“I am often asked: What comes after decolonial thinking?
Frankly, I’m less concerned with what comes after than with the fact that it is an ongoing conversation in the here and now, a series of acts of repair taking place in different spheres of society.”
Colonialism continues to impact the present, long after the achievement of political independence by people in the Global South. Over 500 years of colonial thought and action have shaped all aspects of life—in the societies of the South and also the North. Colonial violence, fascism, and capitalist exploitation continue, persisting in ever-new forms. Liberating knowledge, thinking, and action from colonial patterns is what drives decolonial processes, which seek to unlearn what has been learned and continuously question existing points of view.
Kader Attia looks back on more than two decades of decolonial engagement. As an artist, thinker, and activist, he has been particularly engaged with the notion of repair—first of objects and physical injuries, and then of individual and societal traumas. Throughout his practice, repair has emerged as a mode of cultural resistance, a form of agency that finds expression in diverse practices and fields of knowledge. In his role as curator of the 12th Berlin Biennale, Attia makes this form of agency the starting point of a program that involves contributors and audiences in a critical conversation, in order to find ways together to care for the now.
Recognizing art as a special form of repair, the 12th Berlin Biennale unfolds around a set of questions. How can the decolonization of art be conceived—from the restitution of plundered goods to an anticolonial culture of memory? What role can non-Western feminist movements play in the reappropriation of history and identity? How are climate crisis and colonialism related? How can resource extraction be resisted and native knowledges acknowledged to preserve ecosystems?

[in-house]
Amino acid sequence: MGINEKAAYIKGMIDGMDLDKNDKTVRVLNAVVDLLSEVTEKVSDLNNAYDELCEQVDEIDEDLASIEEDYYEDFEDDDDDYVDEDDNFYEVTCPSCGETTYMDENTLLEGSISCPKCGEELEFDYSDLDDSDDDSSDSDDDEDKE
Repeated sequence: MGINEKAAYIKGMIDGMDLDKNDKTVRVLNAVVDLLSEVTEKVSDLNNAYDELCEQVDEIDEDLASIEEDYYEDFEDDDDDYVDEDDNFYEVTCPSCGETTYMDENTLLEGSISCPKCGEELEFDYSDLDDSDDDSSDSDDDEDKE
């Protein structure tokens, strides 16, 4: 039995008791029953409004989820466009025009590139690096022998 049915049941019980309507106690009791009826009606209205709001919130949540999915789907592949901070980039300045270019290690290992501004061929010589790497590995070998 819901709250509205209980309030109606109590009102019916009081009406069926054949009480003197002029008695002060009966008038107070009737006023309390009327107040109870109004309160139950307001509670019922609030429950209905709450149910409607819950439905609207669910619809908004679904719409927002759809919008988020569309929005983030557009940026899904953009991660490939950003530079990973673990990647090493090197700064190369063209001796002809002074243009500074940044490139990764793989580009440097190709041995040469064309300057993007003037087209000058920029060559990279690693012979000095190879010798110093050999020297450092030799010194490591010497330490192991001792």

With exhibitions, interventions, and events, the 12th Berlin Biennale will span diverse venues in the city, offering a discursive space that bridges different fields of knowledge production. From June 11 to September 18, 2022 a polyphonic debate unfolds, convening artists, scholars, and activists to map the world with its ruptures and contradictions, create counter-trajectories to the colonial narrative, and collaboratively shape new forms of agency for the future.
About the Berlin Biennale
The Berlin Biennale for Contemporary Art takes place every two years at varying locations in Berlin and is defined by the differing concepts of its renowned curators. It promotes experimental formats and provides the appointed curators the space and freedom to present the latest relevant and challenging positions independent of the art market and collection interests.
Each edition brings together artists, theorists, and practitioners from different fields to let them enter into a dialogue with the city of Berlin and its public. The German capital is continuously under change thus remaining fragmented, diverse, and contradictory. The Berlin Biennale explores artistic developments to present the unseen and the unfamiliar against the backdrop of this stimulating atmosphere. Participation in the exhibition has contributed to numerous young artists achieving international status.
Read more about former editions on the institutional website.